How to Become a Better Data-Informed Content Marketer
As a 21st century marketer, you already know that data is an important player in the content marketing game. Data helps us understand who our audience is, what they care about, and how our content impacts their decisions. It helps us connect all the dots — and continue to find new dots as attitudes, needs, and preferences change.
But is your content marketing strategy taking advantage of all of the data you have at your disposal? Or is some data left on the cutting room floor?
“When it comes to content, creators are traditionally more art than science, and using data to guide editorial planning is still not an advanced skill for many companies.”
Not too long ago, Forrester reported that companies only use 12% of the data they have at their disposal. The remaining 88% of data is wasted and left unused. But imagine how much more effective your content marketing efforts would be if you upped that percentage even a few points — let alone to 100%.
With that said, we want to help you up your data gleaning skills and get the most out of your search, social, and behavioral data. Below are our top tips for becoming a better data-informed content marketer and really boost your content performance.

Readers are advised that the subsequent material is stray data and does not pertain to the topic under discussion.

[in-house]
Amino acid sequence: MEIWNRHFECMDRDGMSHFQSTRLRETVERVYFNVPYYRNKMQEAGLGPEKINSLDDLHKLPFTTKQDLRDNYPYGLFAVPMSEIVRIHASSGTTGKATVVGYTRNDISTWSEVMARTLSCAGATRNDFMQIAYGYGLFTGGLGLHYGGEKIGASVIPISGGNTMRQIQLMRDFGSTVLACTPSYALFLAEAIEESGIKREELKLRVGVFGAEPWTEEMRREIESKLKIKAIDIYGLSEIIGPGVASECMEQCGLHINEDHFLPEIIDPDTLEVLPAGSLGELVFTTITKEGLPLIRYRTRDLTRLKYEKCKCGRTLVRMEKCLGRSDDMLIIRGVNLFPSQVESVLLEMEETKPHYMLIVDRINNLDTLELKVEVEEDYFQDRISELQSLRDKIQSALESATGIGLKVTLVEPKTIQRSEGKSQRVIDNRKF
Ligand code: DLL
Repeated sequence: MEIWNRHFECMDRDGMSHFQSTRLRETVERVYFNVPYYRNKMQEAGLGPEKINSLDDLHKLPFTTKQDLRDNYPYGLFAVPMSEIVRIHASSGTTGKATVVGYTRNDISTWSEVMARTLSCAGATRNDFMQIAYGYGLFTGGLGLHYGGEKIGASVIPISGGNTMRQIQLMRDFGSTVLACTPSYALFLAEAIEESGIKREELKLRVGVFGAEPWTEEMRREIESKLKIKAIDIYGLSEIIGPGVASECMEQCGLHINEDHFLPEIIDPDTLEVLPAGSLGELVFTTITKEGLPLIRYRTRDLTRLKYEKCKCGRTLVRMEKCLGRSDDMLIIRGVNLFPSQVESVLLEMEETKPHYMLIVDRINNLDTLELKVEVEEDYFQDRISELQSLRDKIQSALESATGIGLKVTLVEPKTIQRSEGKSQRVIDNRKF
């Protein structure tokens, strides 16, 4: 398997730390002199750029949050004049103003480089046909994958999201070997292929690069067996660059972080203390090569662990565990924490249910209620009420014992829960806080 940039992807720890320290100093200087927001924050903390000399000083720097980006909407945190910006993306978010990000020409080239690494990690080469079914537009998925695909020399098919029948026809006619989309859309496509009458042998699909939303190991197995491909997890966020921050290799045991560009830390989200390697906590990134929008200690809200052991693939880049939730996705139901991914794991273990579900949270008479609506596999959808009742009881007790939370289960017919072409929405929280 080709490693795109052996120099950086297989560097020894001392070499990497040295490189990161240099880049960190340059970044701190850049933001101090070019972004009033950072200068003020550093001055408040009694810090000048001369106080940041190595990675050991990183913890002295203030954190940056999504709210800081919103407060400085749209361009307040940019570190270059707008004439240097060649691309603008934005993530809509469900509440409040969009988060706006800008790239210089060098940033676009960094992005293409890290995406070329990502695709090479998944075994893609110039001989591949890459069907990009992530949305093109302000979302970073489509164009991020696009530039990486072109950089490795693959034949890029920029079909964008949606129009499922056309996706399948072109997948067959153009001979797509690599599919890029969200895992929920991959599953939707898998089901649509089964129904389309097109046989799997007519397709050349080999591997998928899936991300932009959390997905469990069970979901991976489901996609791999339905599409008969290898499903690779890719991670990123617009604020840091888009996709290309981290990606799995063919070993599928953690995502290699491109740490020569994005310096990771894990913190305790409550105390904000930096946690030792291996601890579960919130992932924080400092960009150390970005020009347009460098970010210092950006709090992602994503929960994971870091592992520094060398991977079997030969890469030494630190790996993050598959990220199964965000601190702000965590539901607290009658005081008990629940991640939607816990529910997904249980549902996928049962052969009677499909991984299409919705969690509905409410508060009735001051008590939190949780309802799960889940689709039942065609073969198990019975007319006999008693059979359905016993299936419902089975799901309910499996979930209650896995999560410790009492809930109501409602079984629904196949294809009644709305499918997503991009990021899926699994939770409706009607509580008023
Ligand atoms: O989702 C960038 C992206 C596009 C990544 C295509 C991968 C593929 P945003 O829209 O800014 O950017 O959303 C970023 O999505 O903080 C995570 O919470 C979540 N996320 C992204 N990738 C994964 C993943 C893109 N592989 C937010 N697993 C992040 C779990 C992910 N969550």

#1 – Create a segmented content pipeline.
Odds are, you already track your customers, the pages they visit, how long they stay, and the actions they take on your site. After all, it’s Content Marketing 101 to track your audience and their behavior, but this doesn’t paint a complete picture of your content and how it’s performing. To get a complete, 360-degree picture, you need to analyze the types of content you’re creating and draw some conclusions about performance.
Start breaking down your content by bucketing your pieces by length, stage of the funnel, topic, keyword, and other categories that could influence audiences. You can typically find this information in your content management system (CMS), content marketing platform (CMP), or your editorial calendar.
At TopRank Marketing, we’ve developed our own dashboard that integrates with various data sources such as Google Analytics and Google Search Console, as well as pulls in our own categories and details to help us segment and analyze how our own content, as well as the content within our client programs, is performing. Here’s a little peek at how we segment:
Once your content has been segmented, it’s not only easier to see what types of content perform best, but also when they reach their peak performance and with whom. If a pattern starts to emerge, you can then fill up your content pipeline with items that can replicate that same success.[bctt tweet=”Use the #data at your fingertips to create a segmented content pipeline. – @aleuman4 #contentmarketing” username=”toprank”]